Don’t Let Financial Trauma Impact Physical, Mental Health
In getting to know my patients better, I often ask them, "What is your dream job?"
This was especially true at PurpLE Clinic, a program I piloted for four years in a New York City community health center that was designed to provide family medicine care for survivors of trauma, particularly human trafficking and domestic violence.
My question has been met with declarations of "Doctor!" "Food truck owner!" "Social Worker!" "Teacher!" "Actress!" "Farmer!" and more.
But patients also have shared struggles that prevented them from achieving these dreams: domestic violence that destroyed credit histories, intermittent incarceration that resulted in large resume gaps, severe debt that led to homelessness and exploitation, and physical and mental health diagnoses that persistently hindered their ability to thrive in school or keep a job.
Many patients are caught in the health-poverty trap: a cycle of poor health that leads to loss of economic and educational opportunity, which, in turns, results in worsening health and health care access. The health-poverty trap disproportionately impacts women, people of color, and trauma survivors a reality that was reflected in my clinic.
Understanding and addressing financial health is just as important for our patients as caring for their physical and mental health -- especially in the midst of a pandemic and economic crisis. Here's what I've learned from my patients: Key to understanding financial health is understanding financial trauma. And key to understanding financial trauma is understanding the diagnostic utility of a disconnected phone.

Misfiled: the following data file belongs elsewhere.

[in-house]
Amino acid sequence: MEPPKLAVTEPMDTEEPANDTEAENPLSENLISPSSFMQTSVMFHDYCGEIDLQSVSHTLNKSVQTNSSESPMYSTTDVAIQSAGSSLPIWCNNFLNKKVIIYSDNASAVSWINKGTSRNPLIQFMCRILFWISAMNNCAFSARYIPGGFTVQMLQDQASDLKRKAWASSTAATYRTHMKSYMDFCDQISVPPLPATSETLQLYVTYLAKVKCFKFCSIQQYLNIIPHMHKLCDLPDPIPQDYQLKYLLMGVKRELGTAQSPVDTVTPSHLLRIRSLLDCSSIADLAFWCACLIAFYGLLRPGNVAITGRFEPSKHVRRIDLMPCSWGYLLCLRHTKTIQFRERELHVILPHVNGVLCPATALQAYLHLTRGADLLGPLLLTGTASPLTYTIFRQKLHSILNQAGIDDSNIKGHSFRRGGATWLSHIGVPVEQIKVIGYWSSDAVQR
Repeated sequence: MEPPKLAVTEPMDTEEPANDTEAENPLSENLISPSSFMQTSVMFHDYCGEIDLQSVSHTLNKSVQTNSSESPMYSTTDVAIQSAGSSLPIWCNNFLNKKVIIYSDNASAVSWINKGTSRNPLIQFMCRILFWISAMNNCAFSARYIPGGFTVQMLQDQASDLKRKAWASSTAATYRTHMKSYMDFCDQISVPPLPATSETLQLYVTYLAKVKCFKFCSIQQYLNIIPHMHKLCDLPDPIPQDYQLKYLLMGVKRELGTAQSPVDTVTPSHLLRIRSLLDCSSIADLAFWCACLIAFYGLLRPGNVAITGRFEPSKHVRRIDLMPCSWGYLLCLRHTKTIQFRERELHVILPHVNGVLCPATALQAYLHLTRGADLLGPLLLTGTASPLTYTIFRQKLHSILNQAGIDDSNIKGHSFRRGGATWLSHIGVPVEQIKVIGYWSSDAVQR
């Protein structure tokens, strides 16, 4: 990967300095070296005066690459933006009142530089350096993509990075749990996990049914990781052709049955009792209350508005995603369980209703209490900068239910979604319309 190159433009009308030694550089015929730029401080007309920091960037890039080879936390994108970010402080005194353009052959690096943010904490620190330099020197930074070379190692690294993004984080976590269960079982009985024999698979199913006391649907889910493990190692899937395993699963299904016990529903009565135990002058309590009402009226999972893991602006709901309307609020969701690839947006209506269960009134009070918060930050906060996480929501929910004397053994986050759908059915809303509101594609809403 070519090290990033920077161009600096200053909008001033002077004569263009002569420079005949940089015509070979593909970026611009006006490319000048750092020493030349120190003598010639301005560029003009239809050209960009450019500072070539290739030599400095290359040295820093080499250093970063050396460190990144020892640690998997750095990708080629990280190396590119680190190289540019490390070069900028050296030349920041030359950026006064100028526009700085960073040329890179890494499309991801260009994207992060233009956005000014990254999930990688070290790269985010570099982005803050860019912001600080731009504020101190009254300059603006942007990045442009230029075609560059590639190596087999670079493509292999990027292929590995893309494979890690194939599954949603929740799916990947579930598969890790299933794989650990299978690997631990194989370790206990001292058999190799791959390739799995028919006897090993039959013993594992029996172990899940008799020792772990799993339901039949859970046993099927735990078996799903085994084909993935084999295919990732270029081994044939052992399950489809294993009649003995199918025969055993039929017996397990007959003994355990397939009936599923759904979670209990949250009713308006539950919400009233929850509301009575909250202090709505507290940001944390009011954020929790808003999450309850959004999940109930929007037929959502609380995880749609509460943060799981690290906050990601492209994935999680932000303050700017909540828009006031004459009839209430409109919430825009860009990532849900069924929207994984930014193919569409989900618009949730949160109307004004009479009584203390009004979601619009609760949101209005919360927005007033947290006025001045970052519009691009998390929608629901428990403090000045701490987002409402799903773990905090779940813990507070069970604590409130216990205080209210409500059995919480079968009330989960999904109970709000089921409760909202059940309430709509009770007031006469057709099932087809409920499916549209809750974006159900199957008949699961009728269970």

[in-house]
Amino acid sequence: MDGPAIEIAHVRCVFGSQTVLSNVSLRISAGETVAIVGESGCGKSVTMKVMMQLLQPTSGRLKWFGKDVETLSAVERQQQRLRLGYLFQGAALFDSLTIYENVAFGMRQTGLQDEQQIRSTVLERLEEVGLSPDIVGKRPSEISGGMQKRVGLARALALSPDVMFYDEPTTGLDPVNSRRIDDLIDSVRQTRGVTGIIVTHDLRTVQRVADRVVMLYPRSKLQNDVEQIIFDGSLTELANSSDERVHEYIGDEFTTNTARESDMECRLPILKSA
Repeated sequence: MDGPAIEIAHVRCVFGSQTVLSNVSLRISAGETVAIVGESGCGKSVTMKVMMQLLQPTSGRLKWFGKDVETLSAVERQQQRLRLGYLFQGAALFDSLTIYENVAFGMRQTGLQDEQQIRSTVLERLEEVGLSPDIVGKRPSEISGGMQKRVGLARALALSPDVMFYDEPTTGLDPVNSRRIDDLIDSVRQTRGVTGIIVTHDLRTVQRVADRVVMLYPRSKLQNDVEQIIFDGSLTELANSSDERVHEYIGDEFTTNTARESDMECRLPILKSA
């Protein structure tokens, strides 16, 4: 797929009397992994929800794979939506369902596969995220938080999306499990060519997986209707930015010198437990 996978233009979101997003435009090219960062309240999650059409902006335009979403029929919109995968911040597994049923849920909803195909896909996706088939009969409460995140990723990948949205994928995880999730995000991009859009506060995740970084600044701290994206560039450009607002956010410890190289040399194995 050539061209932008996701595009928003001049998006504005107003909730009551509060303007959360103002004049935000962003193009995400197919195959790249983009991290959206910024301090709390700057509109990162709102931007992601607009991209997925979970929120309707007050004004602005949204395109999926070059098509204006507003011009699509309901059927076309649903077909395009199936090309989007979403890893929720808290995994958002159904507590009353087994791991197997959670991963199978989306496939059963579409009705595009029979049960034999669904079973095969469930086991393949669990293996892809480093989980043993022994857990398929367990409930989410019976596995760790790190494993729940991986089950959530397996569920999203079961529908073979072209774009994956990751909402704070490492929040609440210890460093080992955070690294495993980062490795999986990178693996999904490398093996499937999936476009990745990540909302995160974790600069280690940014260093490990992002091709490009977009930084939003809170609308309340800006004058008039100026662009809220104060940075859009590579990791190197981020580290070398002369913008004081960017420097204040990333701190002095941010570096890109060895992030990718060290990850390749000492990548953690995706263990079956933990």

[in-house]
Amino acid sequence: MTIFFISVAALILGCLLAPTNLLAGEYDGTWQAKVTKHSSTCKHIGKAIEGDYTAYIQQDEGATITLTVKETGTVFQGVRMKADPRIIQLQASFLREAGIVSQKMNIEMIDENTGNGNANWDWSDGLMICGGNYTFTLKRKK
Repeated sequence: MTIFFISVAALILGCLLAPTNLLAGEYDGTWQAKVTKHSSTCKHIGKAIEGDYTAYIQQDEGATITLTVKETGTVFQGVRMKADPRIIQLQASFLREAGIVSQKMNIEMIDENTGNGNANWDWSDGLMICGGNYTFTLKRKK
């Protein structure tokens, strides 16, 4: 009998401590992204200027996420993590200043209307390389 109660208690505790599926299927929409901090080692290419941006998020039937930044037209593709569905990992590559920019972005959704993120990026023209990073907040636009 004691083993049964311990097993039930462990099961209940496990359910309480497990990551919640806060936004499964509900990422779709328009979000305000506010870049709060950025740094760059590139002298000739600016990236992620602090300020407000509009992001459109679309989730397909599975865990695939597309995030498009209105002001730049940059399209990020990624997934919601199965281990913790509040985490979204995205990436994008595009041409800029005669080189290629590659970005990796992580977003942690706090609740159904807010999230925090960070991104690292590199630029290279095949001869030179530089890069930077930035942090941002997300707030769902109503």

In the early days of my clinic, I found myself sitting with critical results – a positive sexually transmitted infection screen, a CBC showing severe anemia, a creatinine level indicating renal failure -- and no effective way to convey them to patients. Each time, the dispassionate voice alerting me that a number was no longer in service triggered a production of "I Hope You Get Care: A Soliloquy in Three Acts":
Hopefully, they'll receive the letter I send alerting them to their results.
Hopefully, they'll walk into the clinic for follow-up.
Hopefully, even if they don't come back, they'll still seek care somewhere else.
On the other end of a disconnected phone and an unshared diagnosis lies the rest of the story: The symptoms that lead patients to seek medical care call for appropriate -- but often costly -- lab testing that results in unaffordable bills that lead to debts being sent to collections, resulting in constant calls from collectors that exacerbate the need to screen phone calls from unfamiliar numbers (a practice already in place to avoid harassment from abusive ex-partners), all of which ultimately lead to disconnected phone numbers.